In the movie, a gambling hall tycoon named Blackie Norton (Gable) hires an impoverished but classically-trained singer from Colorado named Mary Blake (MacDonald). Mary also attracts the attention of a wealthy Nob Hill patron named Jack Burley (Holt), who believes that she is destined for a better career as an opera singer. Mary becomes a star attraction at Blackie’s saloon, and a romance develops between them. Complications arise when she is also courted by Burley. He also offers her an opportunity to sing in the opera. Meanwhile, Blackie's childhood friend, Roman Catholic Father Tim Mullen (Tracy), keeps trying to reform him, while the other nightclub owners attempt to convince Norton to run for the City and County of San Francisco Board of Supervisors in order to protect their crooked interests. Despite Father Tim's best efforts, Blackie remains a jaunty Barbary Coast atheist until the famous 1906 earthquake devastates the city. He "finds God" upon discovering that had Mary survived.
Basically, ”SAN FRANCISCO” is an excellent movie filled with vitality, good performances and great music. Director Woody Van Dyke did an excellent job of capturing the color and energy of San Francisco during the Gilded Age. He was ably supported by the movie’s Assistant Director (Joseph M. Newman) and montage expert (Slavko Vorkapich). Composer Bronislaw Kaper and lyricist Gus Kahn wrote the now famous title song, performed by MacDonald. One of the best moments in the film occurred when MacDonald’s character announces her intention of performing the song in the movie’s Chicken’s Ball, producing applause and cries of joy from the audience. As for the famous earthquake itself . . . I am amazed that after seventy years or so, I still find it impressive. To this day, the earthquake montage is considered one of the standards that all disaster films are compared with. In fact, Assistant Director Newman won a special Academy Awards for his work.
Robert Hopkins (who received an Oscar nomination) wrote the story for ”SAN FRANCISCO” and the famous Anita Loos wrote the screenplay. Hopkins and Loos created a good, solid story. But I have to be honest that I found nothing remarkable about it. It seemed like your basic Gable programmer from the 1930s that easily could have been set during any time period in American history . . . well, except for the actual earthquake. I do have one major problem with the movie’s plot – namely its religious subplot in which Father Mullen spends most of his time trying to redeem Blackie. Quite frankly, it struck me as heavy-handed and a little out of place. Perhaps Hopkins and Loos had intended for the scene in which Blackie found Mary offering compassion to some of the earthquake’s survivors to be a tender and emotional moment. It could have been . . . if they had left out the heavy religious theme.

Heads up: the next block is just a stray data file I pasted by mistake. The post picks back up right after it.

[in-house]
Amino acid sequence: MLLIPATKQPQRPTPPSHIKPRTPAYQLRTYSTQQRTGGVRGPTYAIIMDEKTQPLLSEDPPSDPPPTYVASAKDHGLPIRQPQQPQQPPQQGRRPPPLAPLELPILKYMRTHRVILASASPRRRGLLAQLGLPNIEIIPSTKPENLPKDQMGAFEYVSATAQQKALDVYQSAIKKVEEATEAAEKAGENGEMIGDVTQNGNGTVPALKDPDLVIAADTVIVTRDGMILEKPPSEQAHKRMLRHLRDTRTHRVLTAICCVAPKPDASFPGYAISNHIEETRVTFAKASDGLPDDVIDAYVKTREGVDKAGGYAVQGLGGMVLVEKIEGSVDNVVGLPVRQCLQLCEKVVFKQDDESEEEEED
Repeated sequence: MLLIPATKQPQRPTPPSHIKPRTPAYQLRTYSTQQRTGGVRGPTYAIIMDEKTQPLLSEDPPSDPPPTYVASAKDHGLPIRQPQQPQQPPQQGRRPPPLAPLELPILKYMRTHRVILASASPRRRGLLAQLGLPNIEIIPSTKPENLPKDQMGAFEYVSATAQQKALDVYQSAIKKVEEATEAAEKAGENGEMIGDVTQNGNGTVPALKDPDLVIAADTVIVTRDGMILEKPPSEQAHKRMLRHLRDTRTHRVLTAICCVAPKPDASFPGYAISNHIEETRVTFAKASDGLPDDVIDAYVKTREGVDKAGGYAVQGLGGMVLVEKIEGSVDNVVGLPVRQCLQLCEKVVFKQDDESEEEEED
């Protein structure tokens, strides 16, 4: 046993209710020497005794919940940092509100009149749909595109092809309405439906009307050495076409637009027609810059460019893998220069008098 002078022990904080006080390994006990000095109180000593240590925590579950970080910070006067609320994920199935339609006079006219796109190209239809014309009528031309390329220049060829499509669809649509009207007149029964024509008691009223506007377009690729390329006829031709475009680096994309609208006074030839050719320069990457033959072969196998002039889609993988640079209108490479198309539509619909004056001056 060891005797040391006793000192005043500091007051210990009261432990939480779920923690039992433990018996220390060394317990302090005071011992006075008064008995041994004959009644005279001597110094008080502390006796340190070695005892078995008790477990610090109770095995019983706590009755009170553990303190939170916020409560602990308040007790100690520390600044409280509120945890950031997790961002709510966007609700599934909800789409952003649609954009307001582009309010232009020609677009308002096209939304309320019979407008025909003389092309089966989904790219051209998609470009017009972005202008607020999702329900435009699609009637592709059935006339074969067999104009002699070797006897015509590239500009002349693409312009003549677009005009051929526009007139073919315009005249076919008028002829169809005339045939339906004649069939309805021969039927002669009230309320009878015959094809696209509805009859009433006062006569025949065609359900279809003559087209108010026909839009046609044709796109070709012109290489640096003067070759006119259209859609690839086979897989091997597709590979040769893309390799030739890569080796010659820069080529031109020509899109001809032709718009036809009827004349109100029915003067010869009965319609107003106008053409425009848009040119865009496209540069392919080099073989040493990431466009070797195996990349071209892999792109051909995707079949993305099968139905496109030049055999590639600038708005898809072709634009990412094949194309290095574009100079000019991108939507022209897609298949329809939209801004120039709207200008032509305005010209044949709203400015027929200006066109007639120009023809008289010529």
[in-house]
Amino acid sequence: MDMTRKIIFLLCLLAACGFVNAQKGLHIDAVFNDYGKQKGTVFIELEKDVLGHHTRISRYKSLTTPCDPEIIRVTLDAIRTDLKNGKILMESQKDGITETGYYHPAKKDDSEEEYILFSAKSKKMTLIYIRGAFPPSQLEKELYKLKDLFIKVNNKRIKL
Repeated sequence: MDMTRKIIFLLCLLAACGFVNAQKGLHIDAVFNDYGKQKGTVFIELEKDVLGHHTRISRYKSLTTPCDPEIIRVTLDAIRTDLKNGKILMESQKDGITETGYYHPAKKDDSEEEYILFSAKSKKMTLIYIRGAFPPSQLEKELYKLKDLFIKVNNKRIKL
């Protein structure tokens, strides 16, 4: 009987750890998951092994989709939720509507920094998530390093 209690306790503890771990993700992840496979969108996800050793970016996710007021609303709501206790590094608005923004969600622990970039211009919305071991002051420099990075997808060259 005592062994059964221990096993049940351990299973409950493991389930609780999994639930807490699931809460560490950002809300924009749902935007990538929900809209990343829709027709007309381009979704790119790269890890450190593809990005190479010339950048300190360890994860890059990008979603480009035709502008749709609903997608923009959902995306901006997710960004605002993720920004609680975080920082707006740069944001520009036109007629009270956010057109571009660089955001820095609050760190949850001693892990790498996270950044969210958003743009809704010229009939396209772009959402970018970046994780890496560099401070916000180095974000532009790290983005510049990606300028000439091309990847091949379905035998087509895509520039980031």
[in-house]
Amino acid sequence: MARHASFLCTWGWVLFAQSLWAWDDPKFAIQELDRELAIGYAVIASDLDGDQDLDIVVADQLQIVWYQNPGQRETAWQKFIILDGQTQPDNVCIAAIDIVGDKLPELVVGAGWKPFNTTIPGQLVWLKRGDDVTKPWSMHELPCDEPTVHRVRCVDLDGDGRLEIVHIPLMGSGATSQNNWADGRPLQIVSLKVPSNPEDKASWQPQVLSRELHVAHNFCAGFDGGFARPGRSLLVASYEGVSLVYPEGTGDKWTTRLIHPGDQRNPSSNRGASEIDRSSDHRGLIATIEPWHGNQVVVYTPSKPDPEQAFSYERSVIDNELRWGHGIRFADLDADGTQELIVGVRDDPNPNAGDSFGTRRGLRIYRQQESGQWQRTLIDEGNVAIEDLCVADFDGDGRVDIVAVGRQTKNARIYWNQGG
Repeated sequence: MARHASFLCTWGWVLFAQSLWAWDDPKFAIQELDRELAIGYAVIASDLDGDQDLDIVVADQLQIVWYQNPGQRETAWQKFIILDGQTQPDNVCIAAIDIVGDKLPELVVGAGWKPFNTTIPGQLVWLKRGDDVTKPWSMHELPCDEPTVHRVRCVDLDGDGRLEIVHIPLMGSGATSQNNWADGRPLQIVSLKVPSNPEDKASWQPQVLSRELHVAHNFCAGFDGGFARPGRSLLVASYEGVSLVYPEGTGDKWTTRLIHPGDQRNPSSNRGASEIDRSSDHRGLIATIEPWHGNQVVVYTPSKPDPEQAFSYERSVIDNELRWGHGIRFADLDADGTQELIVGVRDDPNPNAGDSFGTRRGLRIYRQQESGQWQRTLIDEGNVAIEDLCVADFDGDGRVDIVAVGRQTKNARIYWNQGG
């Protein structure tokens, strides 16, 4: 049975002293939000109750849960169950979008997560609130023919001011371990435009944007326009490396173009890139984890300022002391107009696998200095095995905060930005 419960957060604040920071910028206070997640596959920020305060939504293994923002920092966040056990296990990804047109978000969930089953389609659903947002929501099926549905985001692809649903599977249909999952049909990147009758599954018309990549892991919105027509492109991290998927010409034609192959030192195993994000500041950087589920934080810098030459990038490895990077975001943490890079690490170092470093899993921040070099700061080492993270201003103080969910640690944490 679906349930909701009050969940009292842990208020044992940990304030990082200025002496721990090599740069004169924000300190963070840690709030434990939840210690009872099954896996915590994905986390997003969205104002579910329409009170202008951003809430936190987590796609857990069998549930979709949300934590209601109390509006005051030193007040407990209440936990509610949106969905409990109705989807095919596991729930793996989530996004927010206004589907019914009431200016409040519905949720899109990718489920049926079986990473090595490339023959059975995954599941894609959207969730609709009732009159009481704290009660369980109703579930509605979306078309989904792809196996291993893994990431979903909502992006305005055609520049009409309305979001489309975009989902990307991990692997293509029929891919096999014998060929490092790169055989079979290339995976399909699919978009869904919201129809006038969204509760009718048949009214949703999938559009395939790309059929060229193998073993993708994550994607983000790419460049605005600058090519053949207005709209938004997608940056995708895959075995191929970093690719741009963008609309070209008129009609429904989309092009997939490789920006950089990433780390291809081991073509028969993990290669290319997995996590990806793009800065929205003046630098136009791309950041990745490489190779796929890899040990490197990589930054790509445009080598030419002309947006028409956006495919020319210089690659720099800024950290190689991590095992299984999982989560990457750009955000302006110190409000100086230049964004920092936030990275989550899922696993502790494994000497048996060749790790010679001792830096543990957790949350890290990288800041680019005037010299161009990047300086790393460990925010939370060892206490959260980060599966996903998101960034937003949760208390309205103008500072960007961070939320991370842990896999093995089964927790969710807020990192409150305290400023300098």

The only good thing about the religious aspect of the story was Spencer Tracy’s presence in the film. One cannot deny that he gave the best performance in the movie. Well, he and veteran actress, Jessie Ralph, who portrayed Jack Burley’s Irish-born mother. But Tracy’s presence also meant that one had to deal with the movie’s religious subplot. And as much as I liked Tracy in the film, I think it could have done without him. Jeanette MacDonald gave a solid performance as the saloon hall singer-turned opera diva, Mary Blake. However . . . I found MacDonald’s singing more remarkable than her character. Pardon me for saying this but Mary is one boring woman. Rather typical of the female characters that Gable’s characters had romanced in his movies during the mid and late 1930s. I find it amazing that two dynamic men like Blackie and Burley were so dazzled by her. Both Clark Gable and Jack Holt gave solid performances as the two rivals wooing for Mary’s hand. Ironically, despite the differences in their characters’ backgrounds, they were chillingly alike. Both were charming, gregarious and extremely underhanded men. Quite frankly, I found it amazing that Mary could prefer one over the other.
Despite some flaws – the most obvious being the religious subplot that turned out to be as subtle as a rampaging elephant - ”SAN FRANCISCO” is a first-class, rousing movie filled with music, drama, laughs and one of the best special effect sequences in movie history. I heartily recommend it.